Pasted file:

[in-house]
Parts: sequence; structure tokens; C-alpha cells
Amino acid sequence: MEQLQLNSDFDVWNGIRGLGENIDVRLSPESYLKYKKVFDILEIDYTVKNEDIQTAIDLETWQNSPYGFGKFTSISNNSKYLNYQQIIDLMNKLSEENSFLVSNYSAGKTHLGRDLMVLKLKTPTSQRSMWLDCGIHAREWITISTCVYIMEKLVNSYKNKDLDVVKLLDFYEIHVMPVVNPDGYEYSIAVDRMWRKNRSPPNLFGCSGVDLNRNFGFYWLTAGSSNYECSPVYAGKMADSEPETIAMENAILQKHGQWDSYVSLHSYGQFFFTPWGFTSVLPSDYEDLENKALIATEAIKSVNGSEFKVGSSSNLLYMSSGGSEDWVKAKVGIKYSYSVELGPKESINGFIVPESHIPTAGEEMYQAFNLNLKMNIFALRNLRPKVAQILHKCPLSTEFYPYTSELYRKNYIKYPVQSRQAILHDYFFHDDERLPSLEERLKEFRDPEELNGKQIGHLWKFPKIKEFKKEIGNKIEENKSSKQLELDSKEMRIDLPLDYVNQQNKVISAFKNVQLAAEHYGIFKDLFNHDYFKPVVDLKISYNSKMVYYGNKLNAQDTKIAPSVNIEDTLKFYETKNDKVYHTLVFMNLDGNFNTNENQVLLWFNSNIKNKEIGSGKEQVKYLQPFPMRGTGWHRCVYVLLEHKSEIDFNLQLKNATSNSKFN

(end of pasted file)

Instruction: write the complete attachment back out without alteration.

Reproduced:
[in-house]
Parts: sequence; structure tokens; C-alpha cells
Amino acid sequence: MEQLQLNSDFDVWNGIRGLGENIDVRLSPESYLKYKKVFDILEIDYTVKNEDIQTAIDLETWQNSPYGFGKFTSISNNSKYLNYQQIIDLMNKLSEENSFLVSNYSAGKTHLGRDLMVLKLKTPTSQRSMWLDCGIHAREWITISTCVYIMEKLVNSYKNKDLDVVKLLDFYEIHVMPVVNPDGYEYSIAVDRMWRKNRSPPNLFGCSGVDLNRNFGFYWLTAGSSNYECSPVYAGKMADSEPETIAMENAILQKHGQWDSYVSLHSYGQFFFTPWGFTSVLPSDYEDLENKALIATEAIKSVNGSEFKVGSSSNLLYMSSGGSEDWVKAKVGIKYSYSVELGPKESINGFIVPESHIPTAGEEMYQAFNLNLKMNIFALRNLRPKVAQILHKCPLSTEFYPYTSELYRKNYIKYPVQSRQAILHDYFFHDDERLPSLEERLKEFRDPEELNGKQIGHLWKFPKIKEFKKEIGNKIEENKSSKQLELDSKEMRIDLPLDYVNQQNKVISAFKNVQLAAEHYGIFKDLFNHDYFKPVVDLKISYNSKMVYYGNKLNAQDTKIAPSVNIEDTLKFYETKNDKVYHTLVFMNLDGNFNTNENQVLLWFNSNIKNKEIGSGKEQVKYLQPFPMRGTGWHRCVYVLLEHKSEIDFNLQLKNATSNSKFN